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As the resident artist at EcoHealth, I pen verse these days inspired by the specter of future pandemics; for my dissertation at Amerika-Institut of LMU München, where I edit a weekly circular on poetry, I'm anatomizing the prosody of E. A. Robinson's sonnets—I also teach English, tutor composition, and lead a literary circle.

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by Sir Philip Sidney


    Loving in truth, and fain in verse my love to show,
    That the dear She might take some pleasure of my pain,
    Pleasure might cause her read, reading might make her know,
    Knowledge might pity win, and pity grace obtain,—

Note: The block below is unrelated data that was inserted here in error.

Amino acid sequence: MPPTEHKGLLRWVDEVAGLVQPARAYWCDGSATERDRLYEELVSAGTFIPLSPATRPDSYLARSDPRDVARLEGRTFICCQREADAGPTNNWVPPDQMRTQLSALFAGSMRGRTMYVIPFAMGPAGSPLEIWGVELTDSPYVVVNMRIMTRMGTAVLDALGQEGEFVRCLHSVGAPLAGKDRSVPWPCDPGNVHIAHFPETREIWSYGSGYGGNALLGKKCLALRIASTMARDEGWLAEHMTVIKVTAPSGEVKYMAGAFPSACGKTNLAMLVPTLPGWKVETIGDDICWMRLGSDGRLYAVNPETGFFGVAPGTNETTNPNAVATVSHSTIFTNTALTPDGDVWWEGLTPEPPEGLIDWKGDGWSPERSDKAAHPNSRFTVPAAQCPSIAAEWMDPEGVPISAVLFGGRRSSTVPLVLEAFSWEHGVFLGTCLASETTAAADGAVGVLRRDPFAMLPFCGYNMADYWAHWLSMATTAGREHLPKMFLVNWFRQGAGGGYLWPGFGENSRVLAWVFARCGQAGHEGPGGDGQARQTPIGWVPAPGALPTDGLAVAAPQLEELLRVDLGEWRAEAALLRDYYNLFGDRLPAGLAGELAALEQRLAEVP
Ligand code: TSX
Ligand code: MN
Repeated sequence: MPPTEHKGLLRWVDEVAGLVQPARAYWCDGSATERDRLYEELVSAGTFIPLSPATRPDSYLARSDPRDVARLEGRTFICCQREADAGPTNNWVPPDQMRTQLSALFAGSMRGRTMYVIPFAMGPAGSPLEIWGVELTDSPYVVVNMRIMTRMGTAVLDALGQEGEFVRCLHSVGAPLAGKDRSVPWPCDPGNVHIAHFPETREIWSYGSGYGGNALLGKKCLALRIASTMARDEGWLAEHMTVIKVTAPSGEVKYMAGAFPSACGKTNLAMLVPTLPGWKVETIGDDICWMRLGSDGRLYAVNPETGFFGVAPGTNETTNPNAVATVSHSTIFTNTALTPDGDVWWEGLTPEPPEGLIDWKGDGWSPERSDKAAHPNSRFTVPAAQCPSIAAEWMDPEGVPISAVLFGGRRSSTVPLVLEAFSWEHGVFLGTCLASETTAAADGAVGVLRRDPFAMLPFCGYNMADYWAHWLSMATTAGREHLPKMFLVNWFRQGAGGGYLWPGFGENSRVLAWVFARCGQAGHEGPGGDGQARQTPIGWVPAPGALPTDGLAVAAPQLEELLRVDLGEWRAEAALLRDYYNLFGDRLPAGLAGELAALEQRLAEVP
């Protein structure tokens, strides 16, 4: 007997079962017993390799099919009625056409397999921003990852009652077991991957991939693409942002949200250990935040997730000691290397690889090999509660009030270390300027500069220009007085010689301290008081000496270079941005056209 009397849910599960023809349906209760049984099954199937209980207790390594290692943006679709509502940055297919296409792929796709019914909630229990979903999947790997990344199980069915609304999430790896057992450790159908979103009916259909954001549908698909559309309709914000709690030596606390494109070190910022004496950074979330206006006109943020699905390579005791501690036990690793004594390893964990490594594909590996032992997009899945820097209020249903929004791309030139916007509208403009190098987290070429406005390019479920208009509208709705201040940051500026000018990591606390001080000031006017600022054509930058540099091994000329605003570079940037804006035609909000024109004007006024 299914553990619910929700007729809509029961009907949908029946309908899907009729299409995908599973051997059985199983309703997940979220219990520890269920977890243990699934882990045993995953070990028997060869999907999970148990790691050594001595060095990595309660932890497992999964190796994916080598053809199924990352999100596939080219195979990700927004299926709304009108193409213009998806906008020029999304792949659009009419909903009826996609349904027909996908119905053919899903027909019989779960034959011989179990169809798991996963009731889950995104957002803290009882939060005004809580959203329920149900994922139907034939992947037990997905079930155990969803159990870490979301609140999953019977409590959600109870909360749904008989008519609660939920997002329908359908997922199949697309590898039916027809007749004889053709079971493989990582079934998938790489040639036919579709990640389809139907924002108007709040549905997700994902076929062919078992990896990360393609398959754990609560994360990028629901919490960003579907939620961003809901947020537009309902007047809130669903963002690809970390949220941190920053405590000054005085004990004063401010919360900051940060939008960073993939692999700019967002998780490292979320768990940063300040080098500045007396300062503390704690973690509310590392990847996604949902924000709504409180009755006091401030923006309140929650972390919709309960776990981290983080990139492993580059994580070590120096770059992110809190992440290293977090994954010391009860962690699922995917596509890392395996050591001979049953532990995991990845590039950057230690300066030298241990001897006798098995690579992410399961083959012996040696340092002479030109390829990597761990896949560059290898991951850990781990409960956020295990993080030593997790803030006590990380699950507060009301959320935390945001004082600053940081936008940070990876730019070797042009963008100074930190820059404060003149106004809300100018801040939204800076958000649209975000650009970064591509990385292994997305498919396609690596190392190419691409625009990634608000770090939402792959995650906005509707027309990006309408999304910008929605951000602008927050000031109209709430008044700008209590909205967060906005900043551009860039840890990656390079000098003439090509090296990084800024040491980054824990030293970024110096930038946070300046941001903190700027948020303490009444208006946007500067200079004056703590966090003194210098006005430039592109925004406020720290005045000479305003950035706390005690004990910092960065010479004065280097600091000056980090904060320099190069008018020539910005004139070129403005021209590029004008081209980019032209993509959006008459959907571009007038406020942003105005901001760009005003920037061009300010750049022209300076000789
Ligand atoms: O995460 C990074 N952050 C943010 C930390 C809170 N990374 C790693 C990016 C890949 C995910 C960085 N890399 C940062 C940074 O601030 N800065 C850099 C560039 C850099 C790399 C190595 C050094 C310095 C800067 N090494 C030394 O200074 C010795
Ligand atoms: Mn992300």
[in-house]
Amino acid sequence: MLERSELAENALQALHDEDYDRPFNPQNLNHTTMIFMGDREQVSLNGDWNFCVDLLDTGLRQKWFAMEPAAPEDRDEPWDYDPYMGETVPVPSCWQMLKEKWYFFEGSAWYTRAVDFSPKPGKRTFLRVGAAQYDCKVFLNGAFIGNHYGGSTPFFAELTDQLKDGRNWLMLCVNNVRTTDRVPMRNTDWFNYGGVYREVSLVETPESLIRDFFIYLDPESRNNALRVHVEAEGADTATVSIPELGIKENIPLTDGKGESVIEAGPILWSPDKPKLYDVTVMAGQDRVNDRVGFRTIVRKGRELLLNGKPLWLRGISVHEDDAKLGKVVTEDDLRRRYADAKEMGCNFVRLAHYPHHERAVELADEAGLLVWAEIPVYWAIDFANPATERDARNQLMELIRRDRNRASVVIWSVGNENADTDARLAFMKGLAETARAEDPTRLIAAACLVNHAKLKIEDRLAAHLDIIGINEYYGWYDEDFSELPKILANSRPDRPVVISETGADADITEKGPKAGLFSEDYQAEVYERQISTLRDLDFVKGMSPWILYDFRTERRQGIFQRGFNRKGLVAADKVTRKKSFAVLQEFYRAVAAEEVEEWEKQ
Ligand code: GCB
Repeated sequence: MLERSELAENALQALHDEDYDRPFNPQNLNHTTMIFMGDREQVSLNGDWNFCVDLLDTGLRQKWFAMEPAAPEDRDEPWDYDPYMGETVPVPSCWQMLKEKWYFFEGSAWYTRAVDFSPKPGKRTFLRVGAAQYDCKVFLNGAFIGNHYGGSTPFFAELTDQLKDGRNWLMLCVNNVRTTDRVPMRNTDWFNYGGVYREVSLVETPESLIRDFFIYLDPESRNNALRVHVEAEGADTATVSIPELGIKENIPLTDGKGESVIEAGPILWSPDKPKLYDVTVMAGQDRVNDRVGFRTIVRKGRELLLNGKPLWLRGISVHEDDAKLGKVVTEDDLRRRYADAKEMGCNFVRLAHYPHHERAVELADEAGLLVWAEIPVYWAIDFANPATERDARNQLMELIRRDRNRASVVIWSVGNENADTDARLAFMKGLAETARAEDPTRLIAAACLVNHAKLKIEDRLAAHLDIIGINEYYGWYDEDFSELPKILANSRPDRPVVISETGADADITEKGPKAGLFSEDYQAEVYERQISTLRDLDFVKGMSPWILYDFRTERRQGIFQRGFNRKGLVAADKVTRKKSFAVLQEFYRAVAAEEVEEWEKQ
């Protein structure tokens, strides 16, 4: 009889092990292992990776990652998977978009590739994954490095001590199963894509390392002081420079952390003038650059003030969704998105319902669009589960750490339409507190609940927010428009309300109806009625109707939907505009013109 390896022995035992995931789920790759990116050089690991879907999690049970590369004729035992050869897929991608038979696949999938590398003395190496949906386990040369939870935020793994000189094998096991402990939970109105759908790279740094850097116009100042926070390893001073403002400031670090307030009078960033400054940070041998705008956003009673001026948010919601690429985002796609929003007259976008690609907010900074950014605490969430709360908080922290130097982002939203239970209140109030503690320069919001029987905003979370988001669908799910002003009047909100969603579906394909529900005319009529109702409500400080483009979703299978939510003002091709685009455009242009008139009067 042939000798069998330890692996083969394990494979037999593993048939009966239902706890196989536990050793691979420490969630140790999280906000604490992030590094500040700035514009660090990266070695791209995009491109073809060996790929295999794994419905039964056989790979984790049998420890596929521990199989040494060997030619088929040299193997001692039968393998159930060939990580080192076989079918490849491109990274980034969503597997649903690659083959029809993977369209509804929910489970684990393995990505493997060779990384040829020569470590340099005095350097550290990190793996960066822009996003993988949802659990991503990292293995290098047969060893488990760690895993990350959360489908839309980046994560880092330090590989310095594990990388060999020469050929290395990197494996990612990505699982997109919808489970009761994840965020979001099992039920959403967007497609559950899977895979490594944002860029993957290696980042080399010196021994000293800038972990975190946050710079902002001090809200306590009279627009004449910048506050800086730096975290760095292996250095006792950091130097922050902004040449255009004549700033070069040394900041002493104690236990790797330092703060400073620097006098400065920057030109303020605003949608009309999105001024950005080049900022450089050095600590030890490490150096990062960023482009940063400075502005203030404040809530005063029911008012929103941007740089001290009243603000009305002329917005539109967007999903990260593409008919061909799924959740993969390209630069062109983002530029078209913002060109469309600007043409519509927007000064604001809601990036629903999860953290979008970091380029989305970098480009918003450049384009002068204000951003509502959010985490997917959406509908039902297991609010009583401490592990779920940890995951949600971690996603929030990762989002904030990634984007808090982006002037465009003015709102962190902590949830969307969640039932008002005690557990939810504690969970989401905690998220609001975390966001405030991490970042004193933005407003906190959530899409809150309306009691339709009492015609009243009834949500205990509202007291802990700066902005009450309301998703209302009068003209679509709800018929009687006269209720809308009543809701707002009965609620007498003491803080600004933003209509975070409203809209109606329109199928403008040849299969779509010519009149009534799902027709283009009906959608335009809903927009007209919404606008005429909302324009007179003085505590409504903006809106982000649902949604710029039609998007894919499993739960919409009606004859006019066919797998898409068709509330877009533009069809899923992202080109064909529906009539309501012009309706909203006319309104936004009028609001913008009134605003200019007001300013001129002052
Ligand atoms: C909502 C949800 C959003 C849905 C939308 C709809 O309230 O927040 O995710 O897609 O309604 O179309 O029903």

I sought fit words to paint the blackest face of woe,
    Studying inventions fine, her wits to entertain,
    Oft turning others’ leaves, to see if thence would flow
    Some fresh and fruitful showers upon my sunburned brain.
    But words came halting forth, wanting Invention’s stay:
    Invention, Nature’s child, fled step-dame Study’s blows,
    And others’ feet still seemed but strangers in my way.
    Thus great with child to speak, and helpless in my throes,
    Biting my truant pen, beating myself for spite:
    “Fool,” said my Muse to me, “look in thy heart and write.”


Note:  A recitation can be heard here.

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